Telegram from MLK to US Attorney General Nicholas Katzenbach

Washington, D.C., Georgia (GA)

Dr. King asks Attorney General Nicholas Katzenbach for an investigation of voter irregularities in the Georgia Democratic primary election.

Righteousness

Dr. King records a quote on righteousness from Karl Barth's "The Epistle to the Romans."

Letter from Richard Carlin to Ralph David Abernathy

Thursday, April 18, 1968
Pennsylvania (PA)

Carlin offers the use of an original song that he composed after the death of President Kennedy. He finds the lyrics timely for the unfortunate death of Dr. King. He expresses his desire to make a notable contribution to the Fund in memory of Dr. King once he finds a publisher.

Autograph Request from Donald Koos

Donald Koos of Detroit, Michigan requests an autograph from Dr. King for his collection.

Headquarters Torched After Milwaukee March

Milwaukee, WI

This article discusses the destruction of the Freedom House, home of the Milwaukee Youth Council of the N.A.A.C.P. The Freedom House was destroyed by a firebomb, which entered through the front window. Young Negro housing demonstrators attempted to hold a rally on the southside of Milwaukee in support of an open housing ordinance, only to return to a destroyed headquarters. This article was written by Milwaukee's Associated Press.

Letter from Christopher Pearce to MLK

Monday, February 6, 1967
Washington, D.C., Montgomery, AL

Mr. Pearce, a young English filmmaker, desiring to produce a documentary on Dr. King, requests permission to follow him about Washington, D. C. during his upcoming visit.

Information Regarding the Baha'i Faith

Illinois (IL), AUSTRALIA, ISRAEL, UGANDA, GERMANY

This excerpt on the Baha'i Faith claims that America is to be a leader in bringing world peace. The Baha'i faith has spread worldwide and promotes all religions as having a common golden rule.

Letter from Benjamin E. Mays to MLK Regarding Monroe Defense Committee

Thursday, December 14, 1961
Cleveland, OH

In this letter, Benjamin E. Mays, the president of Morehouse College, inquires what Dr. King may know about the Monroe Defense Committee.

Letter from Finley Drewery to NAACP

Saturday, June 17, 1967
Georgia (GA)

Finley Drewery writes to the NAACP seeking aid for his upcoming criminal trial. He asserts that the state has no hard evidence against him and that his court appointed attorney is trying to make him pay $3,000 to mount a defense in court.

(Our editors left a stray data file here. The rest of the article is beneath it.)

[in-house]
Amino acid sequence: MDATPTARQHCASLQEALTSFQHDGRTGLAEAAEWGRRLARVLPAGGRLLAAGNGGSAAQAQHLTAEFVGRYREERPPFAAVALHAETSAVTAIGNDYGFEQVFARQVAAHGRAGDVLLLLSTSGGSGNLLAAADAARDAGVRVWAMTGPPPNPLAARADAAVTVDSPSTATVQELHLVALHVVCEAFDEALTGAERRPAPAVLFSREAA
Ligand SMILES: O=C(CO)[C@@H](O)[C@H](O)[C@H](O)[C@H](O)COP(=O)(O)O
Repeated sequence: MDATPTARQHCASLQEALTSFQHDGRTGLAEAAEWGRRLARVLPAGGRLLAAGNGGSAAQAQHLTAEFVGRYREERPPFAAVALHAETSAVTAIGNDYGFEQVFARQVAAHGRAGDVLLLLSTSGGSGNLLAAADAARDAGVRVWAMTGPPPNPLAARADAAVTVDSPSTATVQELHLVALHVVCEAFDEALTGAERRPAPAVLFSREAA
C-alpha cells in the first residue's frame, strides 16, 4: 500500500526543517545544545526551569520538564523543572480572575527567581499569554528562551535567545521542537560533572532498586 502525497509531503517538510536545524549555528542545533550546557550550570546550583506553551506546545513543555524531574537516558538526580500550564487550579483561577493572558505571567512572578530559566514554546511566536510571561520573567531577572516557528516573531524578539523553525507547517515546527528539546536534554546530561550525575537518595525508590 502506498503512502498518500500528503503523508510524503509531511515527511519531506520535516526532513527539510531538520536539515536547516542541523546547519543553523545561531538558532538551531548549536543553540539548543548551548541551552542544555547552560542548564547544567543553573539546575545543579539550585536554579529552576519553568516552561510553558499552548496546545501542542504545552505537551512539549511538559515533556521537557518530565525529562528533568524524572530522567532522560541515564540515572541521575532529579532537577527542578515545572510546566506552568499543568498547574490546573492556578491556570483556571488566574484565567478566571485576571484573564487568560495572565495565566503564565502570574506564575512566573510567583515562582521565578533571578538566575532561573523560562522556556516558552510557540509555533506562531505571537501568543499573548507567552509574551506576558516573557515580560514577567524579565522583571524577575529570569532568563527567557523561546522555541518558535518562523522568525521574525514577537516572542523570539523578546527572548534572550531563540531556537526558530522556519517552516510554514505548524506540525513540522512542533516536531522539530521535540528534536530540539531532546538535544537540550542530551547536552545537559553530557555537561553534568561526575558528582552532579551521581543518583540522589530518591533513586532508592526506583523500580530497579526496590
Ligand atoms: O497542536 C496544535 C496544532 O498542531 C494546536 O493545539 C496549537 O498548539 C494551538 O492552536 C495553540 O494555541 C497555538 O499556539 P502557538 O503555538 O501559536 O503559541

Letter from Rev. Allen Clark to MLK

Texas (TX)

Rev. Allen Clark sends Dr. King words of encouragement and requests a copy of a book regarding Dr. King's faith.

Letter from Frank Annunzio to MLK

Saturday, January 9, 1965
Washington, D.C., Illinois (IL), Mississippi (MS), Atlanta, GA

Frank Annunzio informs Dr. King that he appreciates his views on the Mississippi Delegation. Annunzio states that he voted to remove the seniority status of the Mississippi Congressmen "from their respective Committees."

Telegram from Charles Morris to MLK

Cleveland, OH, Chicago, IL

Mr. Morris, president of The Negro Business and Industrial Association, extends an invitation to Dr. King to participate in an initiative designed to combat the rioting in Negro communities.

Whitehead's Doctrine of Freedom

Dr. King examines Alfred North Whitehead’s doctrine of freedom as described in “Science and the Modern World.”

Letter from Whitey the Honkey to MLK

Washington, D.C.

The author stresses that Dr. King is a part of the race problem. They offer numerous political suggestions and concludes that Dr. King should simply mind his own personal matters.

MLK's Statement on Current Electoral Politics

UNITED STATES OF AMERICA, New York (NY), Maryland (MD)

This is the draft of a statement that Dr. King planned to make, concerning the state of politics in America. Dr. King expresses his disappointment in that "the quality of some of the men elected makes a mockery of responsible government," and urges African-Americans to "lose faith in a shallow 'good will' that provides nothing."

Letter from Aileen B. Armstrong to MLK

Saturday, May 18, 1963
Berkeley, CA, California (CA), Alabama (AL), Montgomery, AL

Mrs. Armstrong writes Dr. King to express her regard and deep appreciation for his work.